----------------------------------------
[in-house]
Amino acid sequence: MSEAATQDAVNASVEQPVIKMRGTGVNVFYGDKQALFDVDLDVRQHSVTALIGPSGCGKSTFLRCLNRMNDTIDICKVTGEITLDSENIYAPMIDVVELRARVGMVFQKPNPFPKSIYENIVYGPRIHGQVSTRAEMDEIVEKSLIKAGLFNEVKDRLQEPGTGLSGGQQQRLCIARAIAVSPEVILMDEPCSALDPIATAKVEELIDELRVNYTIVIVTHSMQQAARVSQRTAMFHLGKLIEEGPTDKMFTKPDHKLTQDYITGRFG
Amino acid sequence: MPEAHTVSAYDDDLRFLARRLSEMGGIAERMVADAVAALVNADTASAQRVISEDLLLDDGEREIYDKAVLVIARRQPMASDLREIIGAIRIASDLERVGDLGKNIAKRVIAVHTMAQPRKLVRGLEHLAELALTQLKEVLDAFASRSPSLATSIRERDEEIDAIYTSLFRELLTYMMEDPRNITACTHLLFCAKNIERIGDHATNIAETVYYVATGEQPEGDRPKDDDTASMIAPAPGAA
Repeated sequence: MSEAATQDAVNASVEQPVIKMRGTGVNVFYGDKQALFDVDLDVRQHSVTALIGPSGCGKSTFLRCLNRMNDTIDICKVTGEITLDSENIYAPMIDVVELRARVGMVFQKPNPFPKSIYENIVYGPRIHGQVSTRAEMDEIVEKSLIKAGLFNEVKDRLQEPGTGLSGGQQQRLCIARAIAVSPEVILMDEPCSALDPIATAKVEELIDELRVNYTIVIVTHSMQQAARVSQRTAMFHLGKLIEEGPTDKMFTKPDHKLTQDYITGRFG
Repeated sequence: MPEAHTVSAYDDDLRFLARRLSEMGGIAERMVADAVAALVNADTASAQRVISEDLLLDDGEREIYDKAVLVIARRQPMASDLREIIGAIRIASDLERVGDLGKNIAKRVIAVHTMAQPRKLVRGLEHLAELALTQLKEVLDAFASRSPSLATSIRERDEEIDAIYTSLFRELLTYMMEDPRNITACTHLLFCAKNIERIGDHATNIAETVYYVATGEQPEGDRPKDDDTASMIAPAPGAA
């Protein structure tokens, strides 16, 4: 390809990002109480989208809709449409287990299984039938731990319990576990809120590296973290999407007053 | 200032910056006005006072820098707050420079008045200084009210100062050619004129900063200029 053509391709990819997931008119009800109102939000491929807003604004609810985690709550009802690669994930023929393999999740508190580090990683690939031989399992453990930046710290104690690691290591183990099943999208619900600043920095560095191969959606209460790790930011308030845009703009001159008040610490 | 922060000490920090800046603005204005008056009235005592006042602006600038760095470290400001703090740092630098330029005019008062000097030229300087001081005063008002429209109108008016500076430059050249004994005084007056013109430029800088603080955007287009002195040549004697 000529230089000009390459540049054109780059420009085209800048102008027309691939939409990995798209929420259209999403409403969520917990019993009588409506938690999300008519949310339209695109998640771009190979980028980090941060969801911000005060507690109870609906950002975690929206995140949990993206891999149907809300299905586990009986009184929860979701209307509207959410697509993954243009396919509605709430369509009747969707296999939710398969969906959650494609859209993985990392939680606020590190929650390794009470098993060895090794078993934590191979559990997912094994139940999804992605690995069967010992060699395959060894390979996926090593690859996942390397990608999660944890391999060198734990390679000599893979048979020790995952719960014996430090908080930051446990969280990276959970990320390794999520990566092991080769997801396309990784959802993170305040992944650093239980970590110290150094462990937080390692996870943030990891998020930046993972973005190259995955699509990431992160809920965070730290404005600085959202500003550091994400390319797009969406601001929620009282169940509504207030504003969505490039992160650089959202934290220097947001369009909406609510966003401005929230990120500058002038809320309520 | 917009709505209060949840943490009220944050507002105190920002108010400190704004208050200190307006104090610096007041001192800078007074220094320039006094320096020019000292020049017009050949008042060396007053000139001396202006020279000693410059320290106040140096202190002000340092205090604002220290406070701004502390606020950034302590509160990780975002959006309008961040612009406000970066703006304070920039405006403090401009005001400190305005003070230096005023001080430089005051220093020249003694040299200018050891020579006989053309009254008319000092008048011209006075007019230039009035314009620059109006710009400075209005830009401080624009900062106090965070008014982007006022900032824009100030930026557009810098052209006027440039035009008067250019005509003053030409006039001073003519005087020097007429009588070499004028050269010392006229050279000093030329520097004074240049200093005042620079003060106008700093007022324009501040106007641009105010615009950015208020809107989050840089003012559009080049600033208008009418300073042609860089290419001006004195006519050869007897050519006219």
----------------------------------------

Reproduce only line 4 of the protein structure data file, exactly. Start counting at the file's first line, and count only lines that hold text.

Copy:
Repeated sequence: MSEAATQDAVNASVEQPVIKMRGTGVNVFYGDKQALFDVDLDVRQHSVTALIGPSGCGKSTFLRCLNRMNDTIDICKVTGEITLDSENIYAPMIDVVELRARVGMVFQKPNPFPKSIYENIVYGPRIHGQVSTRAEMDEIVEKSLIKAGLFNEVKDRLQEPGTGLSGGQQQRLCIARAIAVSPEVILMDEPCSALDPIATAKVEELIDELRVNYTIVIVTHSMQQAARVSQRTAMFHLGKLIEEGPTDKMFTKPDHKLTQDYITGRFG